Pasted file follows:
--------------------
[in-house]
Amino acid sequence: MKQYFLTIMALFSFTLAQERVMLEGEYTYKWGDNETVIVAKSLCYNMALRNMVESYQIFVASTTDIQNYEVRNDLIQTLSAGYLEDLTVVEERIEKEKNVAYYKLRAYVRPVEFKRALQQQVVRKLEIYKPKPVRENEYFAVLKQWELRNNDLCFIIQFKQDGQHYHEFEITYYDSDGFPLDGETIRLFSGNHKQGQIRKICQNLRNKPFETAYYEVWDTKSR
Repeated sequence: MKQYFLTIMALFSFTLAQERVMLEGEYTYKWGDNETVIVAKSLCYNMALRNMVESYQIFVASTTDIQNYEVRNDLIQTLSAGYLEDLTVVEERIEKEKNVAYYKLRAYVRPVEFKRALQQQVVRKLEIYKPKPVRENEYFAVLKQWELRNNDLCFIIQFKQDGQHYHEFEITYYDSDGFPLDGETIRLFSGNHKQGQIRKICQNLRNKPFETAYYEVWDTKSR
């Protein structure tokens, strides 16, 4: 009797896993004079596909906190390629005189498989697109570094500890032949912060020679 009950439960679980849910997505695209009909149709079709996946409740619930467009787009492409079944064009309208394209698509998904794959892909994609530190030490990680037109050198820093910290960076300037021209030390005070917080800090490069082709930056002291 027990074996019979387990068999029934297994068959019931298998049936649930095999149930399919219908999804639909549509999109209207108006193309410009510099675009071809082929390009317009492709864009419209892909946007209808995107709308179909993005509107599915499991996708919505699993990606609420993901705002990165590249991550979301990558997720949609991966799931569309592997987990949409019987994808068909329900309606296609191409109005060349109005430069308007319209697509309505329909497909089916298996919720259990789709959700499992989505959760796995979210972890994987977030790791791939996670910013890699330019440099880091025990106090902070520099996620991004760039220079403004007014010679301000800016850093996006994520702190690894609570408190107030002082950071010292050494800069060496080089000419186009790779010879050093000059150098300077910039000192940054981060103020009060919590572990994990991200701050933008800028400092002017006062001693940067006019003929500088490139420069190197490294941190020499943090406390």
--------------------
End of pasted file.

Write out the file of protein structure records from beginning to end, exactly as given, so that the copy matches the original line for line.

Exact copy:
[in-house]
Amino acid sequence: MKQYFLTIMALFSFTLAQERVMLEGEYTYKWGDNETVIVAKSLCYNMALRNMVESYQIFVASTTDIQNYEVRNDLIQTLSAGYLEDLTVVEERIEKEKNVAYYKLRAYVRPVEFKRALQQQVVRKLEIYKPKPVRENEYFAVLKQWELRNNDLCFIIQFKQDGQHYHEFEITYYDSDGFPLDGETIRLFSGNHKQGQIRKICQNLRNKPFETAYYEVWDTKSR
Repeated sequence: MKQYFLTIMALFSFTLAQERVMLEGEYTYKWGDNETVIVAKSLCYNMALRNMVESYQIFVASTTDIQNYEVRNDLIQTLSAGYLEDLTVVEERIEKEKNVAYYKLRAYVRPVEFKRALQQQVVRKLEIYKPKPVRENEYFAVLKQWELRNNDLCFIIQFKQDGQHYHEFEITYYDSDGFPLDGETIRLFSGNHKQGQIRKICQNLRNKPFETAYYEVWDTKSR
């Protein structure tokens, strides 16, 4: 009797896993004079596909906190390629005189498989697109570094500890032949912060020679 009950439960679980849910997505695209009909149709079709996946409740619930467009787009492409079944064009309208394209698509998904794959892909994609530190030490990680037109050198820093910290960076300037021209030390005070917080800090490069082709930056002291 027990074996019979387990068999029934297994068959019931298998049936649930095999149930399919219908999804639909549509999109209207108006193309410009510099675009071809082929390009317009492709864009419209892909946007209808995107709308179909993005509107599915499991996708919505699993990606609420993901705002990165590249991550979301990558997720949609991966799931569309592997987990949409019987994808068909329900309606296609191409109005060349109005430069308007319209697509309505329909497909089916298996919720259990789709959700499992989505959760796995979210972890994987977030790791791939996670910013890699330019440099880091025990106090902070520099996620991004760039220079403004007014010679301000800016850093996006994520702190690894609570408190107030002082950071010292050494800069060496080089000419186009790779010879050093000059150098300077910039000192940054981060103020009060919590572990994990991200701050933008800028400092002017006062001693940067006019003929500088490139420069190197490294941190020499943090406390």